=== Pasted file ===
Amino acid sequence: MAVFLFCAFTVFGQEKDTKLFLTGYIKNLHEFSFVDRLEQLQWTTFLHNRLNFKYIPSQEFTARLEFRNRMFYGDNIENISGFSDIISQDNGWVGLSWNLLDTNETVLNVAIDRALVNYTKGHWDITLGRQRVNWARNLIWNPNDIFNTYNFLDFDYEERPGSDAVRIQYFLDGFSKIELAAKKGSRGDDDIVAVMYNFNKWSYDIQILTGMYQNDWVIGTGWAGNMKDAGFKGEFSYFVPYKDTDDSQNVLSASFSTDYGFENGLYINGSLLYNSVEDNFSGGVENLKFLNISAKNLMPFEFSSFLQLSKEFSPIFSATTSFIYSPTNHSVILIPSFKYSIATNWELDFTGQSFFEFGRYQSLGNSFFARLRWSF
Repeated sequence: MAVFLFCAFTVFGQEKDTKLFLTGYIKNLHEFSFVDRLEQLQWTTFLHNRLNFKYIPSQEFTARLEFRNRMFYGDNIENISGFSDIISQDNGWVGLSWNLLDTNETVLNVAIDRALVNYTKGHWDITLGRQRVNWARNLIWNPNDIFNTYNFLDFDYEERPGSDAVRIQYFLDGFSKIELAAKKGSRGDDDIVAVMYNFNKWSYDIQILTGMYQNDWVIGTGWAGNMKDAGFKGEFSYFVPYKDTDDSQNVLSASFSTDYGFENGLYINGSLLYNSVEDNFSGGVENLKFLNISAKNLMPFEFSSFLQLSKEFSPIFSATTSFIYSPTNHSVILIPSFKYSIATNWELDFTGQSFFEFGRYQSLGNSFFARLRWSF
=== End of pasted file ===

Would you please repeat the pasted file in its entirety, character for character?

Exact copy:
Amino acid sequence: MAVFLFCAFTVFGQEKDTKLFLTGYIKNLHEFSFVDRLEQLQWTTFLHNRLNFKYIPSQEFTARLEFRNRMFYGDNIENISGFSDIISQDNGWVGLSWNLLDTNETVLNVAIDRALVNYTKGHWDITLGRQRVNWARNLIWNPNDIFNTYNFLDFDYEERPGSDAVRIQYFLDGFSKIELAAKKGSRGDDDIVAVMYNFNKWSYDIQILTGMYQNDWVIGTGWAGNMKDAGFKGEFSYFVPYKDTDDSQNVLSASFSTDYGFENGLYINGSLLYNSVEDNFSGGVENLKFLNISAKNLMPFEFSSFLQLSKEFSPIFSATTSFIYSPTNHSVILIPSFKYSIATNWELDFTGQSFFEFGRYQSLGNSFFARLRWSF
Repeated sequence: MAVFLFCAFTVFGQEKDTKLFLTGYIKNLHEFSFVDRLEQLQWTTFLHNRLNFKYIPSQEFTARLEFRNRMFYGDNIENISGFSDIISQDNGWVGLSWNLLDTNETVLNVAIDRALVNYTKGHWDITLGRQRVNWARNLIWNPNDIFNTYNFLDFDYEERPGSDAVRIQYFLDGFSKIELAAKKGSRGDDDIVAVMYNFNKWSYDIQILTGMYQNDWVIGTGWAGNMKDAGFKGEFSYFVPYKDTDDSQNVLSASFSTDYGFENGLYINGSLLYNSVEDNFSGGVENLKFLNISAKNLMPFEFSSFLQLSKEFSPIFSATTSFIYSPTNHSVILIPSFKYSIATNWELDFTGQSFFEFGRYQSLGNSFFARLRWSF